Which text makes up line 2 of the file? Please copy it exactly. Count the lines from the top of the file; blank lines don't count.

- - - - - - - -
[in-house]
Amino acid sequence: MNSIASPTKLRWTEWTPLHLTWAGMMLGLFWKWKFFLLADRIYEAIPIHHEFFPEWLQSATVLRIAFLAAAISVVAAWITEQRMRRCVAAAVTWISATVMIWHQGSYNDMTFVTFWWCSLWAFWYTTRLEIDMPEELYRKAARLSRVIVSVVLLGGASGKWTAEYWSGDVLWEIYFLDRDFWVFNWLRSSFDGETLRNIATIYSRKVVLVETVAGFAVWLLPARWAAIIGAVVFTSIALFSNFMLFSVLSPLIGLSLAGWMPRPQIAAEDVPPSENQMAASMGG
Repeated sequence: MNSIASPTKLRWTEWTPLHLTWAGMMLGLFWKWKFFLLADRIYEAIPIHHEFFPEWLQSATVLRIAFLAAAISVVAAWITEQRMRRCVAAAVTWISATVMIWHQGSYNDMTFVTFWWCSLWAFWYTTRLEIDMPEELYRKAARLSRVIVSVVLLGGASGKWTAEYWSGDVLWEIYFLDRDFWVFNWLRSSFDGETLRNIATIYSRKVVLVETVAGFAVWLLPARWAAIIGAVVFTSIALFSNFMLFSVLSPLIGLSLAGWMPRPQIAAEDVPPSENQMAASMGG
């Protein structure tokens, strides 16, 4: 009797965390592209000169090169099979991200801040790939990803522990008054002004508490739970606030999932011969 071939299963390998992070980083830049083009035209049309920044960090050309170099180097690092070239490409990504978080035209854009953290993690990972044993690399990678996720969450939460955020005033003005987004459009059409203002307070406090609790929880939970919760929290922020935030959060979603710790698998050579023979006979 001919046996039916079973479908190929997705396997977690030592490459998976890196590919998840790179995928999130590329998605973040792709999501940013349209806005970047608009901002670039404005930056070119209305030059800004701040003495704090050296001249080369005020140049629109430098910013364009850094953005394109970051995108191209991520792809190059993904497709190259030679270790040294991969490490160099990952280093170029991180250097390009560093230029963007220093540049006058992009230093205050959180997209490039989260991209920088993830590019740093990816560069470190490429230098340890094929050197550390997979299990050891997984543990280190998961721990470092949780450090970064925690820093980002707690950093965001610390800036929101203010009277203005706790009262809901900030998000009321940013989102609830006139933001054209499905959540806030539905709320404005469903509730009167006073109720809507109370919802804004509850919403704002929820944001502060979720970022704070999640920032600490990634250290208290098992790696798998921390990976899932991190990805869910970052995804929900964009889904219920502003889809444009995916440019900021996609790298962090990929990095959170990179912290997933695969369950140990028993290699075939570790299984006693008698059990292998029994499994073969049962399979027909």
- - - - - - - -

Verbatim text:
Amino acid sequence: MNSIASPTKLRWTEWTPLHLTWAGMMLGLFWKWKFFLLADRIYEAIPIHHEFFPEWLQSATVLRIAFLAAAISVVAAWITEQRMRRCVAAAVTWISATVMIWHQGSYNDMTFVTFWWCSLWAFWYTTRLEIDMPEELYRKAARLSRVIVSVVLLGGASGKWTAEYWSGDVLWEIYFLDRDFWVFNWLRSSFDGETLRNIATIYSRKVVLVETVAGFAVWLLPARWAAIIGAVVFTSIALFSNFMLFSVLSPLIGLSLAGWMPRPQIAAEDVPPSENQMAASMGG